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Commissioner of Education Ruth Randall of Minnesota, a key advocate of Gov. Rudy Perpich's school-choice programs, has resigned her office effective Jan. 5. Ms. Randall, who announced her departure last week, will become a full professor of educational administration at the University of Nebraska in Lincoln.

She will be succeeded by Tom Nelson, director of state relations for the University of Minnesota. He is a former state senator with extensive experience as a school administrator and teacher.

Miles Myers, president of the California Federation of Teachers, has been named executive director of the National Council of Teachers of English, effective April 2, 1990.

Mr. Myers, who is also associate director of the Bay Area Writing Project, a nationally recognized effort to improve the teaching of writing, will succeed John C. Maxwell, who has served as the council's executive director since 1981.

As president of the teachers' union, an affiliate of the American Federation of Teachers, Mr. Myers played a role in the recent merger of two teachers' unions in San Francisco.

One of his top priorities at the ncte, he said in a statement, will be to address what he called the "mismatch" between effective teaching methods and the knowledge measured on standardized tests.

William P. Morris, superintendent of the Monroe County Intermediate School District in Monroe, Mich., has been elected president-elect of the American Association of School Administrators.

Mr. Morris, a member of the association's executive committee, will assume his one-year term March 15. At that time, Erling Clausen, superintendent of the Berkeley Heights, N.J., schools, will become president of the organization.

Paul Jung, superintendent of Community Consolidated School District 62 in Des Plaines, Ill., was elected to the one-year term of vice president. John Duncan, superintendent of the Simi Valley, Calif., schools, and Wayne Blevins, superintendent of the Alief Independent School District in Alief, Tex., were elected to three-year terms on the aasa executive committee.

The new officers, who were elected by mail-in ballot, also will assume their new duties on March 15.

After six months of anonymity, Gil Braun, a 1933 graduate of Webster (S.D.) High School, recently stepped forward to reveal himself as the donor of $500,000 in matching funds for a new school building.

Last February, a local lawyer got in touch with Arnie Anderson, the superintendent of Webster public schools, to tell him that a graduate of the school would make a $500,000 donation if the superintendent could come up with a worthwhile proposal.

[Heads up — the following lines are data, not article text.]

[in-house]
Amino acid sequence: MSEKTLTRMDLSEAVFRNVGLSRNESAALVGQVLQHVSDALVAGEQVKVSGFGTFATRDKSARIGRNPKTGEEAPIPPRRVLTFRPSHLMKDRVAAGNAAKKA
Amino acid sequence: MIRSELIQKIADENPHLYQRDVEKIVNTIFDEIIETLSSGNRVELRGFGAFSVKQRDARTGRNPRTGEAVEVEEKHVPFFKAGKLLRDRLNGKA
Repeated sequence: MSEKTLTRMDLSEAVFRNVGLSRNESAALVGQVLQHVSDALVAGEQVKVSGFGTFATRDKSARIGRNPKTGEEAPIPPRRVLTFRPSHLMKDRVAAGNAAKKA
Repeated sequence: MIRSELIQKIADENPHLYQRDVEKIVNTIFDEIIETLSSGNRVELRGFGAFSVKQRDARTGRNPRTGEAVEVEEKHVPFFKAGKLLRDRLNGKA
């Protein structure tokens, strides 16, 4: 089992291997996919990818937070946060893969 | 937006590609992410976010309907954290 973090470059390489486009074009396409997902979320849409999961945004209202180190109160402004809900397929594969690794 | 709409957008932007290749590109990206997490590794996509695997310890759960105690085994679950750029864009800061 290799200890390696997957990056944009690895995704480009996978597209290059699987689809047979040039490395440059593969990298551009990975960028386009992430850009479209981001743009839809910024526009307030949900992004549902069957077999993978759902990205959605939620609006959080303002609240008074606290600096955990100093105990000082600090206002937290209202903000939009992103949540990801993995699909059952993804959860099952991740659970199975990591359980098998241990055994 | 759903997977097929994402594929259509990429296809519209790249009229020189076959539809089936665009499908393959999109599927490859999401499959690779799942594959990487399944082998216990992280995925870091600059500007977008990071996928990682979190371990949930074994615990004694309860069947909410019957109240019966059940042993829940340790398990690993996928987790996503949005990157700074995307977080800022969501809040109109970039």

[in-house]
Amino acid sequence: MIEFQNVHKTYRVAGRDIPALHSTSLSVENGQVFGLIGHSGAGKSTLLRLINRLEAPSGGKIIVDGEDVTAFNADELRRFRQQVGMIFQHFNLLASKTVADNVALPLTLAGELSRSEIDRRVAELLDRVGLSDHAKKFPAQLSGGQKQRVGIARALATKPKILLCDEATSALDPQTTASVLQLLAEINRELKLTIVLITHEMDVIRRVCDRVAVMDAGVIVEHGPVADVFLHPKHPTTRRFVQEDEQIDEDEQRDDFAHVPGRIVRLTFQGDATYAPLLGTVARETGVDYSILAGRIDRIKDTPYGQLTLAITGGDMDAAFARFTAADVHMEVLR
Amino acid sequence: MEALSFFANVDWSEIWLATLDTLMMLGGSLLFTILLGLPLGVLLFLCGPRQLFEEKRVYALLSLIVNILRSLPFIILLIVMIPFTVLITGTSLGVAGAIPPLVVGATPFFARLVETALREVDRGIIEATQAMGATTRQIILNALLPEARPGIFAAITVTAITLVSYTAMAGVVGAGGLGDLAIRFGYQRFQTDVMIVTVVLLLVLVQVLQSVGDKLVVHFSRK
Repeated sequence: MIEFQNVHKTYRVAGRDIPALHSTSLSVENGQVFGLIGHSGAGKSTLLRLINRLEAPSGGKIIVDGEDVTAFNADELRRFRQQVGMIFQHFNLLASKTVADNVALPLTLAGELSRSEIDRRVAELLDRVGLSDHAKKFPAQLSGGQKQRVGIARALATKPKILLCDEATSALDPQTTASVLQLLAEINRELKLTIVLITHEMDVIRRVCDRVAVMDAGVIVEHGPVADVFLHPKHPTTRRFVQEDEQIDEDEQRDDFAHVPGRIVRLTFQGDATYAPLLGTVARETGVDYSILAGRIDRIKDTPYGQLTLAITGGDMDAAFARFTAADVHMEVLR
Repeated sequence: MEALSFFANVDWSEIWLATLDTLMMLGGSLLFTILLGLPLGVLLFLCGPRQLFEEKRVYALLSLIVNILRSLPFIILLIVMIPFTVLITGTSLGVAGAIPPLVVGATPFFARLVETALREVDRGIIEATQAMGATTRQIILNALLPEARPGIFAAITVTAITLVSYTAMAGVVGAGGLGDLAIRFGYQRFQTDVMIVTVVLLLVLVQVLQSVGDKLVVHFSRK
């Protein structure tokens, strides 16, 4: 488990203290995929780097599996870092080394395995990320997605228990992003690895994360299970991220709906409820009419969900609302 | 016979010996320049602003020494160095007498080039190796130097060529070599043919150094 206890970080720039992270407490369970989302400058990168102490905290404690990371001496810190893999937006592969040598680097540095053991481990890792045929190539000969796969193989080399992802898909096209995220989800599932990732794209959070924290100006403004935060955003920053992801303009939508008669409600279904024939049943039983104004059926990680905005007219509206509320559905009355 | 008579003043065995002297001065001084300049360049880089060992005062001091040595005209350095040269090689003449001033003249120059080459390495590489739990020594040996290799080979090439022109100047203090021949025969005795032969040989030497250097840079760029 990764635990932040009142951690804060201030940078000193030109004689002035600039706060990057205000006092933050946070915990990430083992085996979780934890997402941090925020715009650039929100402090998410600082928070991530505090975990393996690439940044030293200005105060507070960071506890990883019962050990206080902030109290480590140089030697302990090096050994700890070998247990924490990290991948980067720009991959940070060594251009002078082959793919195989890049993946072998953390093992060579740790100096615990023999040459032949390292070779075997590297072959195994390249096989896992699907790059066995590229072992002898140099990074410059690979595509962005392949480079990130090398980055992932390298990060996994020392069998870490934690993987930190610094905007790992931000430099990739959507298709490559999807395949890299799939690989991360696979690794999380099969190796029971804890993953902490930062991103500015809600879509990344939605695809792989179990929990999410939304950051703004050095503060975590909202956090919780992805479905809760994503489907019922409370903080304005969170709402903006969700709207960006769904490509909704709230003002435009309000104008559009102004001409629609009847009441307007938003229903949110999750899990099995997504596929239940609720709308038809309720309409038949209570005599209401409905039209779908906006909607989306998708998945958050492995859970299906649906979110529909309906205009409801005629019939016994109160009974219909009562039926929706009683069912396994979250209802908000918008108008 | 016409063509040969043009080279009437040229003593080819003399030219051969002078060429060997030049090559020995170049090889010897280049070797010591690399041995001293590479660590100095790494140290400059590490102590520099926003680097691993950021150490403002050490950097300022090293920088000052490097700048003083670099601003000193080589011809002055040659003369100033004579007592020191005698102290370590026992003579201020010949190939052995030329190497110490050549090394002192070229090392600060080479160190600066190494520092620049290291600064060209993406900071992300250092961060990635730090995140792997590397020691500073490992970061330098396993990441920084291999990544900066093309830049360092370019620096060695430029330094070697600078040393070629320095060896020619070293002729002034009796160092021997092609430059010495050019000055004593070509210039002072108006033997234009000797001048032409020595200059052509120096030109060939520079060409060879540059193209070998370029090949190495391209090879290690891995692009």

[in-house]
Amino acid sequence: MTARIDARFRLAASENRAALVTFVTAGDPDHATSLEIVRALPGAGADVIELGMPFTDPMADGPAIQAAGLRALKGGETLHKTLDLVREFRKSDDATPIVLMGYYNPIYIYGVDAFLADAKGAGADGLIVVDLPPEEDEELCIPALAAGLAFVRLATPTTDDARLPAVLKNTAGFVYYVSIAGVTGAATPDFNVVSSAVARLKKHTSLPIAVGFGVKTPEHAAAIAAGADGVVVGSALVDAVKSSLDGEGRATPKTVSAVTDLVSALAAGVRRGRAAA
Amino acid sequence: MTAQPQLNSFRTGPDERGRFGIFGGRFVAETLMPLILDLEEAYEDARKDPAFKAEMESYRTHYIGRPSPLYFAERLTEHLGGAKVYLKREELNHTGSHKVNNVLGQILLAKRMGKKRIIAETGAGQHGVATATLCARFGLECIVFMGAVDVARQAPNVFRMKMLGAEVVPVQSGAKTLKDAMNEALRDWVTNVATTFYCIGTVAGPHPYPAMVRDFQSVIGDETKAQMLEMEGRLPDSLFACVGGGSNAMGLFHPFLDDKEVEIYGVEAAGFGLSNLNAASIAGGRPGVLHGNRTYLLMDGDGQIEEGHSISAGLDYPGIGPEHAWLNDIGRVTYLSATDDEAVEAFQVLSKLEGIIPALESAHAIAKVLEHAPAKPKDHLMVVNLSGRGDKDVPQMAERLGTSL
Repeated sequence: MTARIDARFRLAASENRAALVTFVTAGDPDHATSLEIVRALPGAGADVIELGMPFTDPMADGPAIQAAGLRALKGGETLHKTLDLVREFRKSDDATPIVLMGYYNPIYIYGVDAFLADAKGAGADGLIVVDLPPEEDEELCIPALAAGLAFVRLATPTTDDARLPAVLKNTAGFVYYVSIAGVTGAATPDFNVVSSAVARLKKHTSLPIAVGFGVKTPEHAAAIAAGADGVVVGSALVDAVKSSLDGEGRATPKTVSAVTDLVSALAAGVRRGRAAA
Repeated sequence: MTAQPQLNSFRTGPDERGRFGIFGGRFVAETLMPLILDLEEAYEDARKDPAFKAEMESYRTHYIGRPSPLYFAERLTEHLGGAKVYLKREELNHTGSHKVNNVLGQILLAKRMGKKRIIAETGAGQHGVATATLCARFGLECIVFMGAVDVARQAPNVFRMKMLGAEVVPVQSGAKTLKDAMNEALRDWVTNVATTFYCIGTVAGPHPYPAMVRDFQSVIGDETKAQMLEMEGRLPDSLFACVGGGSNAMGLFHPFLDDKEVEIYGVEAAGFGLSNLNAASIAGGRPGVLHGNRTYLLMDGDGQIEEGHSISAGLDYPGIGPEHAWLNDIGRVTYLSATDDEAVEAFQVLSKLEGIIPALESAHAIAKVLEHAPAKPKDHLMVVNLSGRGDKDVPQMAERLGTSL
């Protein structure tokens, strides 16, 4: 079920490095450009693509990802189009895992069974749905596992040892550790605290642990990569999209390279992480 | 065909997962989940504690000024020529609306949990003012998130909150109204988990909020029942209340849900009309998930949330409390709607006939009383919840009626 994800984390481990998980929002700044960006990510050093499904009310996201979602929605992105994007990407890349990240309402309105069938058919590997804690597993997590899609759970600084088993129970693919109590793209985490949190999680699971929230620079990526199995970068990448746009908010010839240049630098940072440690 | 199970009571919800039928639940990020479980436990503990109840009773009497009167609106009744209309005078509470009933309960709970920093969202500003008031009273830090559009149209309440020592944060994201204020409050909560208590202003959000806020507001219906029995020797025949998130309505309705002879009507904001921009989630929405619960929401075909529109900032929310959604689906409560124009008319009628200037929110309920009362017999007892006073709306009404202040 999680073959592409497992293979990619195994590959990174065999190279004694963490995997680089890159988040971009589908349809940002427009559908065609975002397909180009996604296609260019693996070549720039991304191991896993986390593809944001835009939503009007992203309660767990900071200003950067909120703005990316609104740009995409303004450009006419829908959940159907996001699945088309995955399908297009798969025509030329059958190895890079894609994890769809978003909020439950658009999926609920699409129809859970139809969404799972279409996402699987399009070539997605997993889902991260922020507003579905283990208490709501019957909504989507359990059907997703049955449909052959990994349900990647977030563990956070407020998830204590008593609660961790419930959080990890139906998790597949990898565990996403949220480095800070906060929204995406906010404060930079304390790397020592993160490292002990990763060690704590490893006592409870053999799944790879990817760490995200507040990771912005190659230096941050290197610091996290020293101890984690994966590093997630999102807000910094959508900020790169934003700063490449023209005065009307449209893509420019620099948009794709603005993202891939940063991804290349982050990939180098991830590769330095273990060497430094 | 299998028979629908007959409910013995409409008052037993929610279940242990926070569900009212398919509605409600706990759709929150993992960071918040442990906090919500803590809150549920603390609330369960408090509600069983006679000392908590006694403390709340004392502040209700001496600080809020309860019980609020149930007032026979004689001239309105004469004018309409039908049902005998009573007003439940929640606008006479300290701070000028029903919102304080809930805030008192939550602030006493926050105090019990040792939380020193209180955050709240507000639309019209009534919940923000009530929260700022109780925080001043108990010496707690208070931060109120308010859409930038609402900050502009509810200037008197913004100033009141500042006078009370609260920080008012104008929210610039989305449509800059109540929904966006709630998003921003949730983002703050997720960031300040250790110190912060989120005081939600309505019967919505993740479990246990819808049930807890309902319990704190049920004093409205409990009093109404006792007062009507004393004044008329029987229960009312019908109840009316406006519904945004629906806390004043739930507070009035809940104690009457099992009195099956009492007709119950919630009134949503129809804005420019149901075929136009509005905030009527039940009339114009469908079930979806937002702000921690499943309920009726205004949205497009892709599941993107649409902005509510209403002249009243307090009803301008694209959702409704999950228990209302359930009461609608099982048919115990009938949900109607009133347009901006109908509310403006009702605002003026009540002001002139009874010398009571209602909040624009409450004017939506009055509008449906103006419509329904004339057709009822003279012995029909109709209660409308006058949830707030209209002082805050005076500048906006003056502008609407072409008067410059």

The superintendent's proposal for a new building to ease overcrowding in the elementary and high schools was accepted in March. Last month, the school board hired an architect and voted to borrow $700,000 in matching funds from the South Dakota Department of Education's capital outlay fund.

Mr. Braun, now a resident of Edina, Minn., had kept his identity concealed because he wanted to "make sure the board would take action to come up with the money," Mr. Anderson explained. The benefactor wanted to do something for Webster, but, Mr. Anderson said, "he wanted the community to make a commitment, too."

After graduating from the high school in 1933, Mr. Braun eventually started Braun's, a chain of women's clothing stores, which he sold in 1986.

The National Education Association recently honored Nellie Gonzalez, a special-education teacher at Englewood Elementary School in Orlando, Fla., as the union's official two-millionth member.

"Believe me, today America needs every bit of the strength of two million united educators to meet the challenge American education must face," Keith B. Geiger, president of the n.e.a., said at a recent ceremony in Orlando. "More than ever before, the future prosperity of America depends on our schools."

The n.e.a., founded in 1857, reached 500,000 members in 1953 and one million members in 1967.

John Erickson is Oregon's new superintendent of public instruction.

Mr. Erickson replaces Verne A. Duncan, who resigned Nov. 15 to become dean of education at the University of Portland.

As interim superintendent, Mr. Erickson will serve until January 1991, when an elected successor will take over the post. He has said he will not seek the position.

Mr. Erickson had been superintendent of schools in Lincoln County since 1985.

Richard C. Kunkel said last week that he will leave his job as executive director of the National Council for Accreditation of Teacher Education to become dean of the college of education at Alabama's Auburn University.

Mr. Kunkel took the helm of the national accrediting body in 1984, following a period of widespread criticism of ncate for being "weak" and arbitrary in its evaluations. Under his direction, the organization underwent a comprehensive redesign that has had the effect of toughening up its accreditation process. (See Education Week, Sept. 27, 1989.)

"I came here to do a job with the redesign, and we've got it pretty well in hand," Mr. Kunkel said. "Now it's time for somebody else to pick up."

Mr. Kunkel assumes his new post on Jan. 1. He said the organization's executive board hopes to conclude a national search for his successor next spring. Donna M. Gollnick, ncate's deputy executive director, will be interim executive director.

Vol. 09, Issue 14

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